How to Get a Credit Card at 18 Years Old

Teenagers shopping online with credit card
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Legally, you can get a credit card at age 18, but it’s not as easy for young adults to get a credit card for the first time as it used to be. That’s because Congress passed a law requiring credit card issuers to ensure that young adults under age 21 have the income to pay a credit card balance. Otherwise, the young applicant has to get a co-signer.

Get a Job

Credit card income requirements actually span beyond young adults. Everyone who applies for a credit card, young and old, must have sufficient income to qualify, even if they have impeccable credit. The rules don’t state a specific income you’d need in order to qualify, but credit card issuers have their own (non-disclosed) guidelines that vary by credit card.

If you’re turned down, and it’s because you don’t have sufficient income to qualify, you’ll get a letter in the mail explaining the reason you were declined.

Get a Co-signer

When you can’t qualify for a credit card on your own, one alternative is to get someone who’s over age 21 to co-sign your credit card application. The co-signer has to meet the qualifications for the two of you to be approved. After approval, you and the co-signer are jointly responsible for the credit card balance, even if only one of you uses the card. How you handle the joint credit card will also affect your cosigner's credit history and vise versa.

If either cardholder is irresponsible with the credit card, both of your credit histories will be affected. That is why people are warned not to cosign.

Ask Someone to Make You an Authorized User on Their Credit Card

Being an authorized user is similar to having a joint credit card with a co-signer. The difference is that, as an authorized user, you’re not legally responsible for the balance. The payment history does show up on your credit report and can later help you get your own credit card if the card issuer uses a credit-scoring model that considers authorized users. (The VantageScore ignores authorized user accounts.)

Try a Secured Credit Card

If you have the income to get a credit card, but your lack of credit history is keeping you from getting approved, consider getting a secured credit card. This type of card requires you to make a cash deposit as collateral against the credit limit. Even though you’ve made a deposit, you’re still responsible for making payments toward the balance you accumulate. The deposit is only used if you default on the credit card balance and never clear up the delinquency on your own.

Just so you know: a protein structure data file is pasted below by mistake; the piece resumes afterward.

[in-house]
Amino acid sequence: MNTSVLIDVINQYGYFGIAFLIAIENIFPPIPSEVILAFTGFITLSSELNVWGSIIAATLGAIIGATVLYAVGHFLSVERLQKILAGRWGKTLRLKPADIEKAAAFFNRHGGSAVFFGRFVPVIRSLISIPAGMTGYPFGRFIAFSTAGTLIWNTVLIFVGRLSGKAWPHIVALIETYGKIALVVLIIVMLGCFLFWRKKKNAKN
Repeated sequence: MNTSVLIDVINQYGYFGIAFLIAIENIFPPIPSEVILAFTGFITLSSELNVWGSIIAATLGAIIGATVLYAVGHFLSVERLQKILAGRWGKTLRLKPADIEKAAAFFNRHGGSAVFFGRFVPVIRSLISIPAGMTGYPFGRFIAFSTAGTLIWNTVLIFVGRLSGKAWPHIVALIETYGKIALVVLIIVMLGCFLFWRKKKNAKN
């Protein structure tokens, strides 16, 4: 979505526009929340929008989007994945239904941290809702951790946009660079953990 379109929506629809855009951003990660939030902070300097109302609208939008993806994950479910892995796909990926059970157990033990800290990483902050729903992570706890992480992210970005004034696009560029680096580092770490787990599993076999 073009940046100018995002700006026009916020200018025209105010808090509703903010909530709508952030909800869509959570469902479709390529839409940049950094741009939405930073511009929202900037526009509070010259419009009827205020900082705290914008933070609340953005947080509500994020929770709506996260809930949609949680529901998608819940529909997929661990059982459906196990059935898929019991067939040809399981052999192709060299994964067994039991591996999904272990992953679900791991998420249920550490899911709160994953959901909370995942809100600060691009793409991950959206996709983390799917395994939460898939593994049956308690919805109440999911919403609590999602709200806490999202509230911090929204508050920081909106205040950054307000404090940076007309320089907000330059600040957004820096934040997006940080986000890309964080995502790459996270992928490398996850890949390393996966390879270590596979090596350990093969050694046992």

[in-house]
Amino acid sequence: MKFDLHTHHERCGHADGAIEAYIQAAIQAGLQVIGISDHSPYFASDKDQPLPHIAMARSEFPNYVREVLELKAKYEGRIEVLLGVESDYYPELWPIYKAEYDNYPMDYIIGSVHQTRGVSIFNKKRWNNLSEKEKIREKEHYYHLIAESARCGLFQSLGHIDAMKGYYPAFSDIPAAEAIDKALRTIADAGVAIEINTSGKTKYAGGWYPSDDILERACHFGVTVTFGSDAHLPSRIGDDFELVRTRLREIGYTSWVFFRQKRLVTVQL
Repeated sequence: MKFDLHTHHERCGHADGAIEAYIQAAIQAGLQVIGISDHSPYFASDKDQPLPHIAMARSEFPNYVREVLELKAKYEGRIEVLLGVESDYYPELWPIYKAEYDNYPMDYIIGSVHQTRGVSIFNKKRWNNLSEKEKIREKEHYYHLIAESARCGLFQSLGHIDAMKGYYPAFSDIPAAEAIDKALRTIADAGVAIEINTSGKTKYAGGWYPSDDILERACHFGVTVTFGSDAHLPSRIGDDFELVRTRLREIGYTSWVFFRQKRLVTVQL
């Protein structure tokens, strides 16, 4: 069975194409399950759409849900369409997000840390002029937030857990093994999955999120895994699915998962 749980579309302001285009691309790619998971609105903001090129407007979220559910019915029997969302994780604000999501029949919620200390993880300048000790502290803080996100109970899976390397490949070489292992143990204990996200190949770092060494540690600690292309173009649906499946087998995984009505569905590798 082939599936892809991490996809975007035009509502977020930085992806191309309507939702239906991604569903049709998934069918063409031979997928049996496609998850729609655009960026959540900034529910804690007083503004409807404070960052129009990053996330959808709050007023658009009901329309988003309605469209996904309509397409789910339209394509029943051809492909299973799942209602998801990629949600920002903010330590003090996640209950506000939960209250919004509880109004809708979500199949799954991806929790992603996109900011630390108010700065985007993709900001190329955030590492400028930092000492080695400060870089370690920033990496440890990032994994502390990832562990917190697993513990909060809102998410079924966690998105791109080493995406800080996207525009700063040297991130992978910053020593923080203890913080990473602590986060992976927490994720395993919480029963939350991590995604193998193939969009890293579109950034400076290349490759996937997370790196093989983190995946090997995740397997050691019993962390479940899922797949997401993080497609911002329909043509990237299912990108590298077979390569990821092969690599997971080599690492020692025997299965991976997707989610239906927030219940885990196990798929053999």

Depending on the card issuer, your card can be converted to a regular credit card if you manage it well.

Go Prepaid

A prepaid card isn’t a credit card in the sense that you’re extended a credit line, so it won’t help you build a credit score, and you can’t make purchases unless you have a cash balance on the prepaid card. However, if you just need a piece of plastic that behaves like a credit card (for example, to book a hotel, rent a car, or make gas purchases at the pump), a prepaid card is a good option. There are no credit or income requirements. You must make a deposit to open the card, and you’ll have to reload more money once you’ve exhausted your cash balance.

Though you're old enough to get a credit card at 18, you may not be ready if you're bad about missing deadlines, you often run out of money before your next payday, or you continually overdraw your checking account. But, if you're responsible with money, know how to keep your spending in check, and can meet your obligations, you're on the right track.

Article Sources

  1. Consumer Financial Protection Bureau. "§ 1026.51 Ability to Pay."

  2. Board of Governors of the Federal Reserve System. "Credit Where None Is Due? Authorized User Account Status and Piggybacking Credit,” Page 9.

  3. Bank of America. "BankAmericard® Secured Credit Card."